Jamaica looks to Airbnb for tourism bonanza
Jamaica's failure to embrace and fully participate in Airbnb, a web-based directory of bed and breakfast-type vacation properties, which is redefining the global tourism product, will result in the country missing out on vast economic benefits to be tapped, according to Minister of Tourism Edmund Bartlett.
He blamed policymakers throughout the years for the continued dependence on traditional sources of foreign-exchange earnings, long after they had outlived their usefulness, as a major hindrance to achieving sustainable economic growth.
"We lost our way as an economy, settling heavily on the commodities that were the product of the colonial experience," Bartlett argued. "So we spent too much time on sugar, bananas, citrus and all other commodities, long after we had lost competitive advantage, long after we were able to produce and satisfy a global market.
"Yet, we were still holding on to it without understanding that a change had taken place in the marketplace and we must respond to it," he told the gathering at the official launch of Kingston as the first Airbnb host club in the Caribbean yesterday.
According to Bartlett, a similar mistake was made with the overdependence on the bauxite sector for which the country paid dearly after international market forces shifted and prices fell.
"Tourism is in that similar space of transition and the disruptions of which we speak are the symptoms of it. Jamaica must be at the cusp now of understanding this change and respond to it, or we are going to be left behind, and we will become hewers of wood and drawers of water," Bartlett told his audience at the east lawn of Devon House in Kingston.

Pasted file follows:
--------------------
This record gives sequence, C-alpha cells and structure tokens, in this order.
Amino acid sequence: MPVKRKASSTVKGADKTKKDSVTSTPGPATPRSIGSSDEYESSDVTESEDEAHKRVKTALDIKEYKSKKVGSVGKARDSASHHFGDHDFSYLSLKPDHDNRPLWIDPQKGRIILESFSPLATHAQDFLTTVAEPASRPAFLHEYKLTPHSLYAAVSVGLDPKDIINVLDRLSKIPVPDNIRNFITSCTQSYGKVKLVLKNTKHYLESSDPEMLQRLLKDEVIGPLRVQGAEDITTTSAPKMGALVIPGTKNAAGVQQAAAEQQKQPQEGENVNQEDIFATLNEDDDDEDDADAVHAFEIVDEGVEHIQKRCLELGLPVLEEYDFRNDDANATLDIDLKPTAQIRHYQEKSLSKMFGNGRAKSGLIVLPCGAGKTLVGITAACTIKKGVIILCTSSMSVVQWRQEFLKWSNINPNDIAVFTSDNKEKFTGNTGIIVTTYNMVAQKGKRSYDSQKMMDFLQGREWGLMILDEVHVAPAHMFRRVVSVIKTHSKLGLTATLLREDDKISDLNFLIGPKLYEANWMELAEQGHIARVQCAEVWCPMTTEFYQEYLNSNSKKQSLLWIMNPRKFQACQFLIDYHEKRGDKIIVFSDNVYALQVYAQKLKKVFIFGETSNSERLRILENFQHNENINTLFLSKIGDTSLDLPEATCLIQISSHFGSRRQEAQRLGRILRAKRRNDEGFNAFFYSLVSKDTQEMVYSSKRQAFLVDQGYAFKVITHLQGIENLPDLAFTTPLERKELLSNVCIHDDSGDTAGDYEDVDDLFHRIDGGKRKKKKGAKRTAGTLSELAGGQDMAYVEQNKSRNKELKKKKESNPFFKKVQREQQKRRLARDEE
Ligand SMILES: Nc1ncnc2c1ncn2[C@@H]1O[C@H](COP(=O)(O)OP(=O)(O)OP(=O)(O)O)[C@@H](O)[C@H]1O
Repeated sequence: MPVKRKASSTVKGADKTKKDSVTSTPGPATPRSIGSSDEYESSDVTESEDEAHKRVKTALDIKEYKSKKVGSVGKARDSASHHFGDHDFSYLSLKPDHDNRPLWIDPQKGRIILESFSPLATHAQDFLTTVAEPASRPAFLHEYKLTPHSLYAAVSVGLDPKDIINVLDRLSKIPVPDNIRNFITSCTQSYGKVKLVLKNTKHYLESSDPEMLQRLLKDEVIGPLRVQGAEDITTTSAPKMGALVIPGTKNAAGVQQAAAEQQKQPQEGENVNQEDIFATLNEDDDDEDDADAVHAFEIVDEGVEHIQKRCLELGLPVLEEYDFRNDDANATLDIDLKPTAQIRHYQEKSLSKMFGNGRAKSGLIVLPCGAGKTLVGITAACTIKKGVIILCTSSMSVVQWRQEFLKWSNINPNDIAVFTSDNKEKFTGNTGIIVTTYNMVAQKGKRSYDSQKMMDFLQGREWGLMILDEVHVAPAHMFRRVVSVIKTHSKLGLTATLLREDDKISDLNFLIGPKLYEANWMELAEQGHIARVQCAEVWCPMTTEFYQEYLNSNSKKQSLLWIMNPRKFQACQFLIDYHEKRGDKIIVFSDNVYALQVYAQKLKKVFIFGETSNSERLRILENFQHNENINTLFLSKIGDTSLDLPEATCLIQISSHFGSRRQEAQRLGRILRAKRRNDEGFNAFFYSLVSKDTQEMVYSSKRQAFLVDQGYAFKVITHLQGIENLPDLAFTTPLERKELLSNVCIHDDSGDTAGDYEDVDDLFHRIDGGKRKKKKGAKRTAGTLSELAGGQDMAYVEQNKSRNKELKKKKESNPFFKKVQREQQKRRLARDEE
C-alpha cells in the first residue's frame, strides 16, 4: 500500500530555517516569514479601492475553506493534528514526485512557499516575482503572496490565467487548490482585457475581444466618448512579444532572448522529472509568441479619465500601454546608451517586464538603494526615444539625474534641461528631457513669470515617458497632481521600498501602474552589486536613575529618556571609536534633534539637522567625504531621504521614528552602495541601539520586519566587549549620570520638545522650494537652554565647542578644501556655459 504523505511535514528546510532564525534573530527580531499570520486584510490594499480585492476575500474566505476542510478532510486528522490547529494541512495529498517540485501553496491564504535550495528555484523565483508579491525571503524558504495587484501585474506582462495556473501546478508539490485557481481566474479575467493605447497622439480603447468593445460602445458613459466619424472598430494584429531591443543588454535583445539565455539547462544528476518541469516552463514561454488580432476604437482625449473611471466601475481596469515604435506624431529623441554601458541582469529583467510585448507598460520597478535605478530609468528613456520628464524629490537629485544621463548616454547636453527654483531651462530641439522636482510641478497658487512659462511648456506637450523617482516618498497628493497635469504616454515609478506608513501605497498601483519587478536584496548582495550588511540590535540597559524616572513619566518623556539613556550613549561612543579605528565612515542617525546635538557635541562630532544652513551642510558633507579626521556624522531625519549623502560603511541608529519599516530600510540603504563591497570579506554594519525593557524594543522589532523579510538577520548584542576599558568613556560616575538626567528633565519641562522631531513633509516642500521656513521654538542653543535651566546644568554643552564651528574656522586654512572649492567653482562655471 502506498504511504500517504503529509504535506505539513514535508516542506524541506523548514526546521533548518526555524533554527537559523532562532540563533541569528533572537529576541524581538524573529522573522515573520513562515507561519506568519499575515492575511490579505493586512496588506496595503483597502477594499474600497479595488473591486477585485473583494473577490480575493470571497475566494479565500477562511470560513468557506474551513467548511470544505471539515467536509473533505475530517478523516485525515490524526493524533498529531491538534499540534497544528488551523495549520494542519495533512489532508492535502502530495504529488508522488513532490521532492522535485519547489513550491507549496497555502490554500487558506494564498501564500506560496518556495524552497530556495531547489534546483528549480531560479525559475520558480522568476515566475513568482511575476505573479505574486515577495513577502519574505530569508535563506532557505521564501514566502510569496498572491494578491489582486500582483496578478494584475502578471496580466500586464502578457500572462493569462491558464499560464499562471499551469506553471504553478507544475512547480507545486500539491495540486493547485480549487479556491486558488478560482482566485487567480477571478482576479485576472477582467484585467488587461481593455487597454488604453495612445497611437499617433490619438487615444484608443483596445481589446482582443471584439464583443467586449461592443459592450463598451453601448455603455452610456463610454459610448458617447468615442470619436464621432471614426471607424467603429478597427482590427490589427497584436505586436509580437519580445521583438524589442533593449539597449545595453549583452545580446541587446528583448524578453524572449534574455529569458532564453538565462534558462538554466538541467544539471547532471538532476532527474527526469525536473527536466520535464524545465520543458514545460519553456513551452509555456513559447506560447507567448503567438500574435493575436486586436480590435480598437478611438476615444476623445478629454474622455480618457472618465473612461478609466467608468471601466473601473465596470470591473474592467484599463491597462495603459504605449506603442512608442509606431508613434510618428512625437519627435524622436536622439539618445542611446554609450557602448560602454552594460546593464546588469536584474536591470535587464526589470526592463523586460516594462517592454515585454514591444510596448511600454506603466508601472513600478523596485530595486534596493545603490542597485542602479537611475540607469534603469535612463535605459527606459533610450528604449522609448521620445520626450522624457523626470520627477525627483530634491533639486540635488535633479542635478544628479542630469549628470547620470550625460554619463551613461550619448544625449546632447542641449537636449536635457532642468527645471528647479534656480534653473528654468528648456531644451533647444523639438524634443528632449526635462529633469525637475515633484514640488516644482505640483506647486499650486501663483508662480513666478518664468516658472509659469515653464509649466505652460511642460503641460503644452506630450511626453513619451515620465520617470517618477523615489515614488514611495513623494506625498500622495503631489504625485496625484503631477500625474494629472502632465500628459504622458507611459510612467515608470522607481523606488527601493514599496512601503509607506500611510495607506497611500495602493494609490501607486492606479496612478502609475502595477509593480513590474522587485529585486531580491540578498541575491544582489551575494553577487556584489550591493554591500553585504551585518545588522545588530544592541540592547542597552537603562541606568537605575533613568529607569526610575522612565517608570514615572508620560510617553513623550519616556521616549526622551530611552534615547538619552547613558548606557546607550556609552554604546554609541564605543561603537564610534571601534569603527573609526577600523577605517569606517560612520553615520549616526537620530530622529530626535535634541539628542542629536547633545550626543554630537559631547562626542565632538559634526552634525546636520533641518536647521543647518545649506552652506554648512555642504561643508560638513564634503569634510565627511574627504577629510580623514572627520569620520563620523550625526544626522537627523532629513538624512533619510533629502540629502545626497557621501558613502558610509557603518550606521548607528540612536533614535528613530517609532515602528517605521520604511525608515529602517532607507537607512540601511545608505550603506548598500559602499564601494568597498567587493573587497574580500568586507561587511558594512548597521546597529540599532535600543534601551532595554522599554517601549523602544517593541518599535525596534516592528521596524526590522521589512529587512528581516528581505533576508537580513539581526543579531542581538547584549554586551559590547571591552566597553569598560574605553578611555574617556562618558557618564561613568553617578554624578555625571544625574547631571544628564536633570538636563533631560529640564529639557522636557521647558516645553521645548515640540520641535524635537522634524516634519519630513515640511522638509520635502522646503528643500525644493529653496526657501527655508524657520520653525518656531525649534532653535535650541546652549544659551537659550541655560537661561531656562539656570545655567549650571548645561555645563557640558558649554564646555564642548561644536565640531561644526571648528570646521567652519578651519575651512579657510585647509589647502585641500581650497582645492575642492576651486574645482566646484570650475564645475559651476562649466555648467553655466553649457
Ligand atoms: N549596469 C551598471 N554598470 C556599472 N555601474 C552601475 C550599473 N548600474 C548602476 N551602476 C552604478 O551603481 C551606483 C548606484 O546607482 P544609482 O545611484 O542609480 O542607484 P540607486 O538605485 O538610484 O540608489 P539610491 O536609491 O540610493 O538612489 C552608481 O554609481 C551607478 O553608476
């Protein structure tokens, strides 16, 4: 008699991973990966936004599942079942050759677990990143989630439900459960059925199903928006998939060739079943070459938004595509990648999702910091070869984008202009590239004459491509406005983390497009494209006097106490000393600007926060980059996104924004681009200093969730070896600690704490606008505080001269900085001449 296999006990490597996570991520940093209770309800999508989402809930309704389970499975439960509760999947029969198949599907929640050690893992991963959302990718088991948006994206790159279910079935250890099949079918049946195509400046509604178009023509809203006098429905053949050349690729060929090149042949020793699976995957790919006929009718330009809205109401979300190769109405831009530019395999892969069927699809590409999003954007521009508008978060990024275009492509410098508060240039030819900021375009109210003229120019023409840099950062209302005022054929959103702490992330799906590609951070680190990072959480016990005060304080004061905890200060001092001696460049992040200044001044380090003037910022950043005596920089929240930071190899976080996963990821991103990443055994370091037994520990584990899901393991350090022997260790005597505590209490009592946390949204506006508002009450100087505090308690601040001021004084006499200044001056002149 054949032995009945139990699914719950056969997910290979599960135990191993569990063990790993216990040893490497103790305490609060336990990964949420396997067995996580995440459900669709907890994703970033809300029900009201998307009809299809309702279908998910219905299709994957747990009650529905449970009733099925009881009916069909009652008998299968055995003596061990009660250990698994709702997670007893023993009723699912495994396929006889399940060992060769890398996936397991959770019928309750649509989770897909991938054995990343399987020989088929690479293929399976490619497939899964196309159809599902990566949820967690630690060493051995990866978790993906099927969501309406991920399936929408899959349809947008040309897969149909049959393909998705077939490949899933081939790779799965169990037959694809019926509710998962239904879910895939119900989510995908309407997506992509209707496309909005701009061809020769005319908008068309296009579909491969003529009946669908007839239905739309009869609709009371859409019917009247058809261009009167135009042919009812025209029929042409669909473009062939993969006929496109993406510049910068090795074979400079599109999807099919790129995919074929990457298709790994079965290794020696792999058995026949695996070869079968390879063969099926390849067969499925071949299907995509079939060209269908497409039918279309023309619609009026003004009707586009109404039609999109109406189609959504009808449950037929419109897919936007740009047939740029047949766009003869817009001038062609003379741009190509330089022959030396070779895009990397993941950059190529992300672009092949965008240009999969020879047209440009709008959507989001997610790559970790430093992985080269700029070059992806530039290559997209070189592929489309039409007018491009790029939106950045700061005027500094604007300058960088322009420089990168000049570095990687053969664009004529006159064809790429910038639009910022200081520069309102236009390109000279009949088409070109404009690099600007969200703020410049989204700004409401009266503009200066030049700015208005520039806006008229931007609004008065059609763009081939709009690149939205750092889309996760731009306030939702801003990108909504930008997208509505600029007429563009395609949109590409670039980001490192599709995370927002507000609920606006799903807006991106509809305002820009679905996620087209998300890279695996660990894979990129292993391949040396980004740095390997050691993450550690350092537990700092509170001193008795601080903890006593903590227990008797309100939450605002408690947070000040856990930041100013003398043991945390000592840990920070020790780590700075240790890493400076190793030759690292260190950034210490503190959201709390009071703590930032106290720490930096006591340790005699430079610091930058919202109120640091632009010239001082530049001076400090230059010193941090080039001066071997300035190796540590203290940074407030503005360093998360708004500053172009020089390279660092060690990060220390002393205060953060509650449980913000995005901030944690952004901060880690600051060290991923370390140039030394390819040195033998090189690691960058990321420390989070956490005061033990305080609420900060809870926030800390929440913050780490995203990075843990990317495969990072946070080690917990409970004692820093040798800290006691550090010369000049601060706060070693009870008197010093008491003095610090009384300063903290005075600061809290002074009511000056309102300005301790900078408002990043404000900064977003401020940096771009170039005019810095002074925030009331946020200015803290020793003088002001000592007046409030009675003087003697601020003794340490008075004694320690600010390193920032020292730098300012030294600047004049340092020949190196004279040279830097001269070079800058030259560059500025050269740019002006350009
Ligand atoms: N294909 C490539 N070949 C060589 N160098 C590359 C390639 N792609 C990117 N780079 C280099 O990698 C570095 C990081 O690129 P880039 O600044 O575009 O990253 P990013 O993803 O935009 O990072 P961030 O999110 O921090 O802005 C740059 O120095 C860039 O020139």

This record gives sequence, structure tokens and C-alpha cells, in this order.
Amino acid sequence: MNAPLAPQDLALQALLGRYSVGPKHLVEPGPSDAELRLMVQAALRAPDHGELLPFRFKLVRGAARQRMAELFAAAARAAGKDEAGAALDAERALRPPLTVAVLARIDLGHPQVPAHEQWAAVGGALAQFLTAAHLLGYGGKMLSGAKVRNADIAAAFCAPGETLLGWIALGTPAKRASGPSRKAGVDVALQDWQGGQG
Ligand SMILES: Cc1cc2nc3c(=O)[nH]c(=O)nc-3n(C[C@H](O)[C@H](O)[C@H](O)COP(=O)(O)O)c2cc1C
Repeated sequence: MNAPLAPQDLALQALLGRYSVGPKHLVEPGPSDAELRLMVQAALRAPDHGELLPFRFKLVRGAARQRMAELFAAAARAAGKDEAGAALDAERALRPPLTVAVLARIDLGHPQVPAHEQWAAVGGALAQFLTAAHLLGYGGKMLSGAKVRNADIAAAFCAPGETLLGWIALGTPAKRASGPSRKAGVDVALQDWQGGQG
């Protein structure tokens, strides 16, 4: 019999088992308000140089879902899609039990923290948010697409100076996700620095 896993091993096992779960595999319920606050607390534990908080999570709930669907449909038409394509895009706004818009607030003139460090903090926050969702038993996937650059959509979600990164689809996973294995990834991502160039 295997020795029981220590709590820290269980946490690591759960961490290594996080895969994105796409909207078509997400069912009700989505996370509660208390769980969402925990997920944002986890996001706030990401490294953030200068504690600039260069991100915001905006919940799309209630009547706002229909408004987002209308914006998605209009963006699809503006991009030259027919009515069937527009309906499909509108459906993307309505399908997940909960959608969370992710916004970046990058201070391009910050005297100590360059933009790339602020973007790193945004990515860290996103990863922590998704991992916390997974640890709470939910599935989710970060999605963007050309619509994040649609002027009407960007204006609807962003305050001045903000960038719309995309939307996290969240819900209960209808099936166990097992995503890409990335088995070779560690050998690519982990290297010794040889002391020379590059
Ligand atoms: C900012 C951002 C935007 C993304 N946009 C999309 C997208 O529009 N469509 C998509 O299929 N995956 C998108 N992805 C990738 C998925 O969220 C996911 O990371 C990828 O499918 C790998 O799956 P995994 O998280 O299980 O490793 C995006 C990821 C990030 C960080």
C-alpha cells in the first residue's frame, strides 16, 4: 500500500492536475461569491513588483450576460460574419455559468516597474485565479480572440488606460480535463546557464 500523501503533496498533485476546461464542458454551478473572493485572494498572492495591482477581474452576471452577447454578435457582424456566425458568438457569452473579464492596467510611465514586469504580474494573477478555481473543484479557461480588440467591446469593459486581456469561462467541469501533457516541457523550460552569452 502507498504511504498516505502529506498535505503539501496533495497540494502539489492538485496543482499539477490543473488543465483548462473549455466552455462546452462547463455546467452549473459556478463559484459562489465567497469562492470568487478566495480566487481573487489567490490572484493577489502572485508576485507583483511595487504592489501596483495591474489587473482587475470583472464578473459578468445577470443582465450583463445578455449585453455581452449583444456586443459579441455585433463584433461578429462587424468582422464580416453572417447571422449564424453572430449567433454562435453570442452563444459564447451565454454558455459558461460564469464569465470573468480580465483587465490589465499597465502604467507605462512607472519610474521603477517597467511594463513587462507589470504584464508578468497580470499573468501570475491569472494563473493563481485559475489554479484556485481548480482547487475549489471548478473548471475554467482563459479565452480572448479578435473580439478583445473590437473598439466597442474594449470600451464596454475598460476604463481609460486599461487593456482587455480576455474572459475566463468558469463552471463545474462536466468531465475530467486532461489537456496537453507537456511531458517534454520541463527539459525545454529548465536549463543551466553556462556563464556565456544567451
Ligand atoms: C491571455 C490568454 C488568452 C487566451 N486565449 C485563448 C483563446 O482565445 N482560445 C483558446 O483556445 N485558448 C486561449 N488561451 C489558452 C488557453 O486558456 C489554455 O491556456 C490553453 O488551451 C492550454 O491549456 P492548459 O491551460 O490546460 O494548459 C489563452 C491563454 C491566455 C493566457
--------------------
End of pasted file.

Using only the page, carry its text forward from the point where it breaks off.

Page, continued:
Jamaica's warmth reason for Airbnb's arrival
Carlos Munoz, head of public policy at Airbnb Inc, Central America and the Caribbean, told The Gleaner that the natural warmth and friendliness of Jamaicans were major factors in the company's decision to give the country the signal honour of establishing the first Airbnb host club in the Caribbean.
"On the one side, Government has been tremendously receptive to the concept of Airbnb and home sharing in general as a way to diversify the tourism product that Jamaica offers. Also, it allows for more everyday Jamaicans to participate in the tourism industry," MuÒoz explained.
While the launch was staged in Kingston, Munoz said the long-term plan was for more branches to be launched in Montego Bay, Ocho Rios, Port Antonio and other resort areas, as needs dictate, in the long run.
SETTING THE STANDARD
Jamaica represents the "standard that we hope to apply throughout the region in terms of openness, willingness to collaborate, and then having an organised host committee that is excited to share best practices, network, in terms of opportunities to promote each other's products, and to grow as a community. Airbnb is tremendously exciting", he added.
Havanah Llewellyn, president of the Jamaica Home Sharing Association, put into perspective the game-changing potential of the tourism dynamic.
"Airbnb is probably one of the single most important things that's happened to Jamaica in the last 50 years," said Llewellyn. "The tourism sector is now inclusive and you are looking at the little guy participating in what Jamaica is about, the people. That's what we're known for. Sand and sun, all that is great, but it's really about our people. Now you get an opportunity to really interact with our people," she said.